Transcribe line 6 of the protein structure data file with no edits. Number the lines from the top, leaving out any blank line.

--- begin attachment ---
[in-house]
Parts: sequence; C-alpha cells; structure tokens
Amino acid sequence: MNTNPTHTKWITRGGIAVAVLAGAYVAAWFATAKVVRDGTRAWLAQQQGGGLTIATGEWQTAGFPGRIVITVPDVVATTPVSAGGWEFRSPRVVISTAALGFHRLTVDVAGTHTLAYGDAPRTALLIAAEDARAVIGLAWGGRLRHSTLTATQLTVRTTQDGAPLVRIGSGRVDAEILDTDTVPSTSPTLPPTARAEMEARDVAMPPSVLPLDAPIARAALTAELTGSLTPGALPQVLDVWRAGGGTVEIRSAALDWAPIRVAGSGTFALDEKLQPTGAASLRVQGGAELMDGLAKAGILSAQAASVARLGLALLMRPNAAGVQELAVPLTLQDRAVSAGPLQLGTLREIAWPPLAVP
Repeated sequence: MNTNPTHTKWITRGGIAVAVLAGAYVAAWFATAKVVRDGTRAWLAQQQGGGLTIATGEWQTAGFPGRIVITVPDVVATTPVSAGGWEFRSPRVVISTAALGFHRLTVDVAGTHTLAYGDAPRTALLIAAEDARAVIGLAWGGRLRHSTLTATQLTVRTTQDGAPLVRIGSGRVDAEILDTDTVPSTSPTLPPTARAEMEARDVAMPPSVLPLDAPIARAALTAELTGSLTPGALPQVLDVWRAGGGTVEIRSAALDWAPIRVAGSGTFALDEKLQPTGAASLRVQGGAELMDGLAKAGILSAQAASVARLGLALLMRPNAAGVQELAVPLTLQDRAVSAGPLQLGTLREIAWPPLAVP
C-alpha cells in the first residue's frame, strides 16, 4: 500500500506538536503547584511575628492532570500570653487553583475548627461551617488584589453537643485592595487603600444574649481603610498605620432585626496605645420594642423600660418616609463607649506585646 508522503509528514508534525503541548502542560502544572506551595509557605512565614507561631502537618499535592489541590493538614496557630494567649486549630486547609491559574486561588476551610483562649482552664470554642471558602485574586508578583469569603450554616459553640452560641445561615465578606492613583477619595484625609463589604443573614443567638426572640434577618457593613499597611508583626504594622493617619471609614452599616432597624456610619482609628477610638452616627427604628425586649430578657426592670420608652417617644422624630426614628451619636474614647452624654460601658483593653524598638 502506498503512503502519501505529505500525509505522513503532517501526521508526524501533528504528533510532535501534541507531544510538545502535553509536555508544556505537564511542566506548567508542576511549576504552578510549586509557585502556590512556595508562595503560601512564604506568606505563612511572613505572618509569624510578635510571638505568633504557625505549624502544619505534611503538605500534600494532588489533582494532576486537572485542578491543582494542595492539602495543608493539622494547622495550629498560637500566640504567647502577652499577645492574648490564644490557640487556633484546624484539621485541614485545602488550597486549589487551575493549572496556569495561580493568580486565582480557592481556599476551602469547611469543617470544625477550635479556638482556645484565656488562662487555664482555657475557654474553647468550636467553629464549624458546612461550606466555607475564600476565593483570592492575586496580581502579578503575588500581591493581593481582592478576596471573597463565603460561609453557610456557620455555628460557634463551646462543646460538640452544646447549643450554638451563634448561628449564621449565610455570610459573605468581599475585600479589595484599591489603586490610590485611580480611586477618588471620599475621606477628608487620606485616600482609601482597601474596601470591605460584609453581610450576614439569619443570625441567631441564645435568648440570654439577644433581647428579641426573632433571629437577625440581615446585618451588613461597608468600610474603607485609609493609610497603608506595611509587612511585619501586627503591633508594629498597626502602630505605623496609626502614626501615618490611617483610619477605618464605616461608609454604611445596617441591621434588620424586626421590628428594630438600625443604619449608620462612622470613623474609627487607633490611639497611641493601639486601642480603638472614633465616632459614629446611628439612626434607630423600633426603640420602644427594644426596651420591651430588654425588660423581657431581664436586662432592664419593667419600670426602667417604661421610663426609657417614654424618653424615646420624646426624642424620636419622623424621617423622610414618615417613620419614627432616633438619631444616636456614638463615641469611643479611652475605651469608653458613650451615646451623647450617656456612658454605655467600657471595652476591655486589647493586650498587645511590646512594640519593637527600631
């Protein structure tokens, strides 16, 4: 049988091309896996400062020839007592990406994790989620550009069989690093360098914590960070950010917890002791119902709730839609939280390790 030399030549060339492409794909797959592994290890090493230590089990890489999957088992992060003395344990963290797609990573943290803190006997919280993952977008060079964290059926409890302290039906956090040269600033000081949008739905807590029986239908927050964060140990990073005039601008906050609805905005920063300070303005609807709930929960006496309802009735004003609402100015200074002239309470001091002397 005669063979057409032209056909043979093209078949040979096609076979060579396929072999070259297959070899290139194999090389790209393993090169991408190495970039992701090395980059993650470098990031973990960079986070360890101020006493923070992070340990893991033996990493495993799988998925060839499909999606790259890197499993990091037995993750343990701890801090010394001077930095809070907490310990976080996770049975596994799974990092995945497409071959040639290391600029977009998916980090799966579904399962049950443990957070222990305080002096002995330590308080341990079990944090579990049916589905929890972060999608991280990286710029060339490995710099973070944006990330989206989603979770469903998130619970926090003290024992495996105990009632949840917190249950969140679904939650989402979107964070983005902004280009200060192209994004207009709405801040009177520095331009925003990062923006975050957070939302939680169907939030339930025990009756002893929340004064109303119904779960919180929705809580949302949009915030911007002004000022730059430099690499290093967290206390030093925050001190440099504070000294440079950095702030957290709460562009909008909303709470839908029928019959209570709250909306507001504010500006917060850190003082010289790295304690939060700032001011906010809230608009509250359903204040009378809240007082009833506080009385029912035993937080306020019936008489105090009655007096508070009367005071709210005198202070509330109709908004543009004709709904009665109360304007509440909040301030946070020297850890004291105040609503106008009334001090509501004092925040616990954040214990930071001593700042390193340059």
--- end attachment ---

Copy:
């Protein structure tokens, strides 16, 4: 049988091309896996400062020839007592990406994790989620550009069989690093360098914590960070950010917890002791119902709730839609939280390790 030399030549060339492409794909797959592994290890090493230590089990890489999957088992992060003395344990963290797609990573943290803190006997919280993952977008060079964290059926409890302290039906956090040269600033000081949008739905807590029986239908927050964060140990990073005039601008906050609805905005920063300070303005609807709930929960006496309802009735004003609402100015200074002239309470001091002397 005669063979057409032209056909043979093209078949040979096609076979060579396929072999070259297959070899290139194999090389790209393993090169991408190495970039992701090395980059993650470098990031973990960079986070360890101020006493923070992070340990893991033996990493495993799988998925060839499909999606790259890197499993990091037995993750343990701890801090010394001077930095809070907490310990976080996770049975596994799974990092995945497409071959040639290391600029977009998916980090799966579904399962049950443990957070222990305080002096002995330590308080341990079990944090579990049916589905929890972060999608991280990286710029060339490995710099973070944006990330989206989603979770469903998130619970926090003290024992495996105990009632949840917190249950969140679904939650989402979107964070983005902004280009200060192209994004207009709405801040009177520095331009925003990062923006975050957070939302939680169907939030339930025990009756002893929340004064109303119904779960919180929705809580949302949009915030911007002004000022730059430099690499290093967290206390030093925050001190440099504070000294440079950095702030957290709460562009909008909303709470839908029928019959209570709250909306507001504010500006917060850190003082010289790295304690939060700032001011906010809230608009509250359903204040009378809240007082009833506080009385029912035993937080306020019936008489105090009655007096508070009367005071709210005198202070509330109709908004543009004709709904009665109360304007509440909040301030946070020297850890004291105040609503106008009334001090509501004092925040616990954040214990930071001593700042390193340059």